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Oh, and that third thing

By Amanda Marcotte
Thursday, December 23, 2010 2:14 EDT
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I have chores I should be tending to, but I need to get this off my chest.

It’s the end of the year. Many critics are putting out top 10 or 50 or 100 lists for the year. And at the top of many of these lists, including Rolling Stone and Pitchfork, is Kanye West’s My Beautiful Dark Twisted Fantasy. And this is indeed a great album. I’m not taking a piss on it. I’m not one of those skeptics that are emerging after the initial rush of praise. I don’t really care that it’s a weird album, due to the fact that he warns you on the album cover with that title. I love it. I’d put it at #2 or #3, around there.

But c’mon. The album of the year is Janelle Monae’s The ArchAndroid. Pitchfork didn’t even put it in their top 10, instead ranking ahead of it scary voice harp lady Joanna Newsome* and Vampire Weekend, a band that should take their Paul Simon records and go to a desert island and leave the rest of us alone.

How did this travesty happen? Why has Kanye’s admittedly great album distracted the critics from the actual best album of the year? There are many reasons. Okay, three.

1) Short attention spans. Kanye West’s album came out really close to deadline, so it was still chewing on their brains when they got to list-making, instead of settling comfortably into their music rotations. So they thought of it first.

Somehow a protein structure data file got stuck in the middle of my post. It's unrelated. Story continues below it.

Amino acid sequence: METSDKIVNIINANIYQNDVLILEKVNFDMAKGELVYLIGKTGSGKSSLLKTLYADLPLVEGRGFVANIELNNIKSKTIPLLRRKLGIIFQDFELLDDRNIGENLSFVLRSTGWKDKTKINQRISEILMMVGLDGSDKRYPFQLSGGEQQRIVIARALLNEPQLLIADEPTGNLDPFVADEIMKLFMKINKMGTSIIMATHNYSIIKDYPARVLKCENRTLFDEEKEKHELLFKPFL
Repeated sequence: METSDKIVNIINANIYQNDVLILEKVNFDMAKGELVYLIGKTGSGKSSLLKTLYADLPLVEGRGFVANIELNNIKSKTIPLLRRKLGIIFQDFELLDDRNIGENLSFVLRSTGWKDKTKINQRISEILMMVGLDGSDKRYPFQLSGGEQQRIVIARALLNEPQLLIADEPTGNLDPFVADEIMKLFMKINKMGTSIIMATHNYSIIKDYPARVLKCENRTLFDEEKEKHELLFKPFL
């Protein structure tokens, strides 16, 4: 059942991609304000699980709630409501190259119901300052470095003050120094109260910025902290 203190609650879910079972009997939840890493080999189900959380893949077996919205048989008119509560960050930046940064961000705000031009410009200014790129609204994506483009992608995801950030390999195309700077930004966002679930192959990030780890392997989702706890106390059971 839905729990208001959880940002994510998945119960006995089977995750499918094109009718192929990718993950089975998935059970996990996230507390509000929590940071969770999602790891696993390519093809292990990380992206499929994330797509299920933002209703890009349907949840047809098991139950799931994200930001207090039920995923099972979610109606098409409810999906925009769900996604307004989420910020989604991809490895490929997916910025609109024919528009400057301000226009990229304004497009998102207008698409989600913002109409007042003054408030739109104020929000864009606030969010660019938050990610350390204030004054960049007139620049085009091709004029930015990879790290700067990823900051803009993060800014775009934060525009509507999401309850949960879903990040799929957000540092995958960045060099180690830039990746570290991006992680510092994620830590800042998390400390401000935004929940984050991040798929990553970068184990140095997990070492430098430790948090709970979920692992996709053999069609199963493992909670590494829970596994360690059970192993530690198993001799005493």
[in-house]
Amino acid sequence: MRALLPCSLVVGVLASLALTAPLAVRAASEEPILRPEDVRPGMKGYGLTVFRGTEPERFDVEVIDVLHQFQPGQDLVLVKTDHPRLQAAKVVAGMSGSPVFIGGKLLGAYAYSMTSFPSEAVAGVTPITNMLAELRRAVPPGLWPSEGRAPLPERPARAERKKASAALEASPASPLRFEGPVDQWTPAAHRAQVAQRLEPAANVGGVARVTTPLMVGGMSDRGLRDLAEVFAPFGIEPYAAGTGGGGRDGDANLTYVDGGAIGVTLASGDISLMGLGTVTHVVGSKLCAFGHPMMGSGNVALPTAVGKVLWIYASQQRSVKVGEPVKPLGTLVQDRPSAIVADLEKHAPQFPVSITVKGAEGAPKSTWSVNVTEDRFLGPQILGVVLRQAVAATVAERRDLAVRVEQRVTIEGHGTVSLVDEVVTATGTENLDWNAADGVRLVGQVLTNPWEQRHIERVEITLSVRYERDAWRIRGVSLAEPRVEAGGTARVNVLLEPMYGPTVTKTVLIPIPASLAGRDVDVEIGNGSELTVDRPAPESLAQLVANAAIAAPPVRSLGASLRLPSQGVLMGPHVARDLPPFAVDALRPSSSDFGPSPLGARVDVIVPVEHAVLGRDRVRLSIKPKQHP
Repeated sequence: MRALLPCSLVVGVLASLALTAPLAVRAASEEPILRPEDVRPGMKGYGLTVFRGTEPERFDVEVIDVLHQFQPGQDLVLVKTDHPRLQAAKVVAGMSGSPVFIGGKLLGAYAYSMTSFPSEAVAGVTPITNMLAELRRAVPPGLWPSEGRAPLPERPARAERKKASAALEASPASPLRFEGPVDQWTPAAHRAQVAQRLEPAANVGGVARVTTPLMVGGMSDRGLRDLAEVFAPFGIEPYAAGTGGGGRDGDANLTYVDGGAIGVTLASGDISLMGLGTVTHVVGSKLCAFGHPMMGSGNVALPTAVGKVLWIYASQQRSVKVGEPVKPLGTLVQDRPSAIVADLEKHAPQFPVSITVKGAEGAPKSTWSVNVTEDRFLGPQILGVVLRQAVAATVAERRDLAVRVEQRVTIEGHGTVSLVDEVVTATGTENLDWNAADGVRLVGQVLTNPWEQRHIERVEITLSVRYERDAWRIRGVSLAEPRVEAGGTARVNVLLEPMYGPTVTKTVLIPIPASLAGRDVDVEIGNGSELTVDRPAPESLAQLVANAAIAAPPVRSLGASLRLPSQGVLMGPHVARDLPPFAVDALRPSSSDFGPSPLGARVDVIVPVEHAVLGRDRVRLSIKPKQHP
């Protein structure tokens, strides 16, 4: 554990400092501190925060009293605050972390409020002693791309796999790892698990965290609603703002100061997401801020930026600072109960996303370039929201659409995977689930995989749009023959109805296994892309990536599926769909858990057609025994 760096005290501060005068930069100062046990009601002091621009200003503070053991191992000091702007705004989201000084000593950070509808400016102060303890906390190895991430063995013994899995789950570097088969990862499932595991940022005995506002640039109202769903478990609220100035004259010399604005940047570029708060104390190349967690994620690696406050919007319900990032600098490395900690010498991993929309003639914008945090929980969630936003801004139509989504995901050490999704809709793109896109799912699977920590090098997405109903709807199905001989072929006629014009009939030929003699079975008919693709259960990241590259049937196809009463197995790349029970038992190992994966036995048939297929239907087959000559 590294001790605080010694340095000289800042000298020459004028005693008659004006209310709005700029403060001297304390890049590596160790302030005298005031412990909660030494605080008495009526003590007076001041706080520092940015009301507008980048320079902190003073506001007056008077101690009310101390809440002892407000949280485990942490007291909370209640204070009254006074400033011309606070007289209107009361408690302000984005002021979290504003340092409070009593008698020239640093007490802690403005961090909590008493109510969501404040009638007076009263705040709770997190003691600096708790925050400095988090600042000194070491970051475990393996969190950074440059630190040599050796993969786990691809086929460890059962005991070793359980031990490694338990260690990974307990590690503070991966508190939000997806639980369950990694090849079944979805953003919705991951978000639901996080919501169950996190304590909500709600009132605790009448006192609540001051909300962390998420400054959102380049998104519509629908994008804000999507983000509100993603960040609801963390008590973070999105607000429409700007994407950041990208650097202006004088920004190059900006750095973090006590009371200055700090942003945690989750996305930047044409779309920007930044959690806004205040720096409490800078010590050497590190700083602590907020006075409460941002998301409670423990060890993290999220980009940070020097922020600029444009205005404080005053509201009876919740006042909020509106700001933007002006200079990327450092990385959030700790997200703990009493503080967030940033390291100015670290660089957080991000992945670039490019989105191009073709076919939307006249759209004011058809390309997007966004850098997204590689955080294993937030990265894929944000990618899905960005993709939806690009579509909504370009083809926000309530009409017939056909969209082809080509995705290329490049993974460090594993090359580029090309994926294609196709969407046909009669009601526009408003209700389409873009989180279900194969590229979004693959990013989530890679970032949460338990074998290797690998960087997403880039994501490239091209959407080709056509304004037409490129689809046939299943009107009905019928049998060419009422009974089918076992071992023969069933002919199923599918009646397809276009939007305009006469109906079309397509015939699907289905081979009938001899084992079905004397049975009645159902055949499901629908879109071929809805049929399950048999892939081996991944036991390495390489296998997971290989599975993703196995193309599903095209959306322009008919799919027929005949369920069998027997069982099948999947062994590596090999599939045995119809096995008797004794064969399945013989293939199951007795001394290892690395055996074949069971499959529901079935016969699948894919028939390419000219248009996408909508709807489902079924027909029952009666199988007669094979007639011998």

2) What SEK says.

And that’s the album’s core appeal: voyeurism. In the wake of his mother’s death, West has had numerous public breakdowns. Events and emotions which would (and perhaps should) have remained private instead played themselves on a 24-hour cycle of a stage and West wasn’t ever comfortable playing the part. It’s almost as if he’s comfortable with the idea of playing a part until the moment the spotlight falls on him, at which point no amount of borrowed gamesmanship can make up for the fact that he is a wound as yet unready for the stage. And it’s this quality that pervades the album—the fear of failure performed as songs that consistently undermine their narrator’s persona.

3) Sexism. I said it. Not that it’s impossible for women to get the top slots in these kinds of contests, but Monae has a man-unfriendly persona based around dressing either in men’s clothes or as a robot, that just makes it more of an uphill climb for her. Plus, she put show tune-influenced songs on the album.

But not all is lost. I don’t agree with the guys on Sound Opinions all the time, but they knocked it out of the park this year by both putting The ArchAndroid as their #1 album of the year.

*I don’t want to be a hater, but I remember the fairy/Celtic music craze of the 90s, and my feeling then, as now, was that it appealed mainly to dorks. Dorks that would probably be happier if they let go and listen to country western, which at least has a spark of life to it, but it might interfere with their self-image as somehow better than that. My opinion hasn’t changed, and Pitchfork can’t make me.

Amanda Marcotte
Amanda Marcotte
Amanda Marcotte is a freelance journalist born and bred in Texas, but now living in the writer reserve of Brooklyn. She focuses on feminism, national politics, and pop culture, with the order shifting depending on her mood and the state of the nation.
 
 
 
 
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